Location: Kumasi, Ghana
Organizations: Scientists Networked for Outcomes from Water and Sanitation (SNOWS), with support from the Wellcome Trust, U.K; Kwame Nkrumah University of Science and Technology, Kumasi-Ghana
It has not been long since Africa was hit by the Deadly Ebola Virus. Although as of now, Ghana has not been hit by the disease, we cannot say same for Cholera which has claimed over 150 lives between July and October 2014. Experts have explained that hand hygiene and good environmental practices is key to preventing the disease. Therefore, as part of activities to mark the Global Hand Washing Day, the Scientists Networked for Outcomes from Water and Sanitation (SNOWS) Project, hosted by the College of Engineering (CoE) of the Kwame Nkrumah University of Science and Technology (KNUST) has embarked on a community outreach programme to educate pupils of the Sokoban Methodist Primary School on hand hygiene and good environmental practice. The team particularly enlightened the pupils on Handwashing, Cholera, Good Hygiene practice and Ebola. Up to 560 pupils benefited.
Mrs. Rose Odotei Adjei, an expert in Health Education and Promotion and Lecturer at the School of Public Health, KNUST, gave a talk on Cholera and showed the pupils a video on how cholera is transmitted. She advised them to wash their hands with soap and clean water before and after eating, after using the toilet, after playing, after coughing, sneezing and after touching open sores as washing of hands saves life. Dr. Ayisi Boateng, a medical Doctor with the University Hospital educated the pupils on the Ebola disease, its causes and symptoms. He stressed the need for regular hand washing with soap and clean water, the use of hand sanitizers in instances where there is no soap or water and to avoid the consumption or contact with monkeys, bats, grass cutter among others. Dr. Boateng further stressed, that the pupils should report to the nearest hospital when they observe signs such as high temperature, red rashes, blood oozing from the nostrils and other opening on parts of the body. Mrs. Augustina Adjei Boateng of the Waste Management Section of the Kumasi Metropolitan Assembly, cautioned the pupils against indiscriminate disposal of solid waste and advised the pupils to desist from open defecation. Dr. Helen M.K. Essandoh (Lecturer, Civil Engineering Department) enlightened the pupils on hand washing with clean water and soap. She took them through the steps in handwashing. She demonstrated the ideal way of hand washing and guided the pupils to wash their hands. For clarity, the presenters employed the use of both English language and the local Akan language (Twi) to articulate their thoughts to the pupils.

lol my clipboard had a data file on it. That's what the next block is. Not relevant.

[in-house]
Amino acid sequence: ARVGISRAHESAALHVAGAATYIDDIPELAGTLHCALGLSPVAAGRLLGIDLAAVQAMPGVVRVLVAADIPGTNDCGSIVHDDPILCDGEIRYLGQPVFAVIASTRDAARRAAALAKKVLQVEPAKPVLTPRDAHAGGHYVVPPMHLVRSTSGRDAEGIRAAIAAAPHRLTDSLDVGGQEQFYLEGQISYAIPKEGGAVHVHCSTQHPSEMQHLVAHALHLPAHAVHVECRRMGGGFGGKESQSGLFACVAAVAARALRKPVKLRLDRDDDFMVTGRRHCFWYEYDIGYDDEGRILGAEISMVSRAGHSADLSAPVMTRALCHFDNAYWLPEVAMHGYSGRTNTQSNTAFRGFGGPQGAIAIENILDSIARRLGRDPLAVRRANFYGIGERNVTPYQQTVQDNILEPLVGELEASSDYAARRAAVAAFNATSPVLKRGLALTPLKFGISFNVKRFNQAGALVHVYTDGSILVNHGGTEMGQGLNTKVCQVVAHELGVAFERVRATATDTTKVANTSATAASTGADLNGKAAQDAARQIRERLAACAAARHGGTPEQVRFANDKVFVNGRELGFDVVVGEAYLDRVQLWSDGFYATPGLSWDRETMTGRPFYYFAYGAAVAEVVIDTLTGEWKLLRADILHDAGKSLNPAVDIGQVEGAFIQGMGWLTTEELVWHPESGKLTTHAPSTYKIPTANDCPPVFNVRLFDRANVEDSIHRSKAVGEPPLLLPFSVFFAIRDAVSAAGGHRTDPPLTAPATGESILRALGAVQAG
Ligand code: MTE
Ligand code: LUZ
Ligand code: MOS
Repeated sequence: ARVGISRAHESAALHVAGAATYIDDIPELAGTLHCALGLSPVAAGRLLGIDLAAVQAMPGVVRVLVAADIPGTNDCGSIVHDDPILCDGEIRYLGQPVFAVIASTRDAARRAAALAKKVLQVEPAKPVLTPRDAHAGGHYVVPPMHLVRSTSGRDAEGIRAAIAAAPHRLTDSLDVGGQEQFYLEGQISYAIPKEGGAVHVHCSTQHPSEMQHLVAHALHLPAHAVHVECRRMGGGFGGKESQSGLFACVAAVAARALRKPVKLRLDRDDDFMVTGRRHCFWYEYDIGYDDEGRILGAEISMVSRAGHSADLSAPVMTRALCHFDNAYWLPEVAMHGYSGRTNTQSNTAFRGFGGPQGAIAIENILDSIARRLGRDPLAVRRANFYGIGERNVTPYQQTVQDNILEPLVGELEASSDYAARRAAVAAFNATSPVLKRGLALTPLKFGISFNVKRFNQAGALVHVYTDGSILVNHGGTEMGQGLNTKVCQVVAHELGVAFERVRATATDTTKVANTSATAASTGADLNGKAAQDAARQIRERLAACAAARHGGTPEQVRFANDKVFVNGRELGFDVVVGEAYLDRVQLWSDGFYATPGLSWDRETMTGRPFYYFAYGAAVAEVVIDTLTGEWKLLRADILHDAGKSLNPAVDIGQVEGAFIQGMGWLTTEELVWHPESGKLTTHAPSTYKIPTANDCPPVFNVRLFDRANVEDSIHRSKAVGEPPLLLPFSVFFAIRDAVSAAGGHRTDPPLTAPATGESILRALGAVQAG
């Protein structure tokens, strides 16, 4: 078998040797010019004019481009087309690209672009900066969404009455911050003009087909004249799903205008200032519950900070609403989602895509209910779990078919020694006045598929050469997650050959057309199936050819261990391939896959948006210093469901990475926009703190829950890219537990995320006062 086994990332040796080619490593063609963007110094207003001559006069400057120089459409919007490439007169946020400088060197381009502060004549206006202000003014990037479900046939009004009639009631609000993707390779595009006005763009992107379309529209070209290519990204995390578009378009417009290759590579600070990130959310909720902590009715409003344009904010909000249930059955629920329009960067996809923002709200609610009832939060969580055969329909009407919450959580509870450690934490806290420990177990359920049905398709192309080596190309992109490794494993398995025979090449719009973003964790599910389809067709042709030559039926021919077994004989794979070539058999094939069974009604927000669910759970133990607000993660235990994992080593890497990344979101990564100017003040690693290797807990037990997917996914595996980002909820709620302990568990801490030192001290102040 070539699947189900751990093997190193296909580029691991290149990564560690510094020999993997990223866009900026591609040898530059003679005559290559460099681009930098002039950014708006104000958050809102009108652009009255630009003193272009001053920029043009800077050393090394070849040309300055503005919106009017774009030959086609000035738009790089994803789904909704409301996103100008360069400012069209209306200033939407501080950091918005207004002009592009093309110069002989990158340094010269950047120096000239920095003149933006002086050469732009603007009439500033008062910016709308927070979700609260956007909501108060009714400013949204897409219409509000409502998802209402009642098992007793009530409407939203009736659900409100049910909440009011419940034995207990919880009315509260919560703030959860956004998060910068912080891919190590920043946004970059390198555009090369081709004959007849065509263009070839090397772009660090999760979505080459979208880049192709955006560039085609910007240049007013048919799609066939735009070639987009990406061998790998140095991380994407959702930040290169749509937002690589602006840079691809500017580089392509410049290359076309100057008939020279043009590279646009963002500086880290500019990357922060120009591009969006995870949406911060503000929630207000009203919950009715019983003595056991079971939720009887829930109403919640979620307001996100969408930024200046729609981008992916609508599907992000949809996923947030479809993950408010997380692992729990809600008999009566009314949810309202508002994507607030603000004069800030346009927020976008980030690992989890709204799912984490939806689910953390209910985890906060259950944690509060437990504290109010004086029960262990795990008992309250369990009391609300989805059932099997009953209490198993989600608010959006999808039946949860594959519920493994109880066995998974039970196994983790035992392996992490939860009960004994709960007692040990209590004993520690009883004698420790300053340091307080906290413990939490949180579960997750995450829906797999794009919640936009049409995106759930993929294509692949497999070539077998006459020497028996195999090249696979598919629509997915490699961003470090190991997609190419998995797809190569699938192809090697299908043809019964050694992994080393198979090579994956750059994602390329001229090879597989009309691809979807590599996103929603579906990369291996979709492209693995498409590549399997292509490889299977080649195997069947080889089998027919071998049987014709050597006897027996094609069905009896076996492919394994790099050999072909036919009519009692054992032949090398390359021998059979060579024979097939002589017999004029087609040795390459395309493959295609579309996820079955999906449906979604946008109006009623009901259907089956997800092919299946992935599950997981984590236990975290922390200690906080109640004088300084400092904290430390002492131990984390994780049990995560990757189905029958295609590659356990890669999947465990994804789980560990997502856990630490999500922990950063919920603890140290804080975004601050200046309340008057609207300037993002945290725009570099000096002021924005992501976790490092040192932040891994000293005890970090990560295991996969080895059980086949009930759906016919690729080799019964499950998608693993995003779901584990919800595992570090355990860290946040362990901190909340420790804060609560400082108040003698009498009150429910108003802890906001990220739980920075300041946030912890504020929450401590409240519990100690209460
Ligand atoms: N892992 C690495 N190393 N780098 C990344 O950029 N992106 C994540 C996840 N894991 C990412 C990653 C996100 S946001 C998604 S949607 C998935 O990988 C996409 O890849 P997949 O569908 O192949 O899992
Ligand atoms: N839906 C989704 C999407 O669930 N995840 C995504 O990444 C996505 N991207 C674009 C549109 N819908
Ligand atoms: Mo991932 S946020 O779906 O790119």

SNOWS also presented sixteen (16) pieces of locally manufactured happy taps, soap dishes, lifebuoy soaps as well as hand hygiene posters to the school.
Mr. James Baffour-Addo, Headmaster of the Sokoban Methodist Primary School, was grateful to the SNOWS team for the education and donation to the school.
SNOWS with funding from the Wellcome Trust, United Kingdom (U.K) aims to build African capacity for interdisciplinary research that leads to improved public health. Its vision is to enable all African children realize their maximum potential through sustainable water supply, sanitation and hygiene delivery. SNOWS is under the Directorship of Prof. Samuel Nii Odai (Pro Vice-Chancellor, KNUST). The SNOWS outreach team of experts was made up of Kofi Akodwaa-Boadi (International consortium Manager, SNOWS), Dr. Helen M.K. Essandoh, Dr. Kwaku Amaning Adjei (Lecturer, Department of Civil Engineering, KNUST), Dr. Ayisi Boateng, Mrs. Rose Odotei Adjei, Barbara Gyapong Korsah (Research Manager, College of Engineering, KNUST), Mrs. Augustina Adjei Boateng, Esther Kande Arthur and Laud Asumadu (Teaching assistants, KNUST).
Major outcomes of visit
The use of the local language and audiovisuals helped pupils to better understand the need for hand washing
Interests in hand hygiene was whipped up among pupils and teachers
Capacity was built in subject areas like Cholera, Ebola, Good hygiene practice and Hand hygiene
Pupils learnt and practiced successfully, the ideal way to wash hands with soap and clean water
The use of hand hygiene posters and PowerPoint presentations created a visual understanding of handwashing
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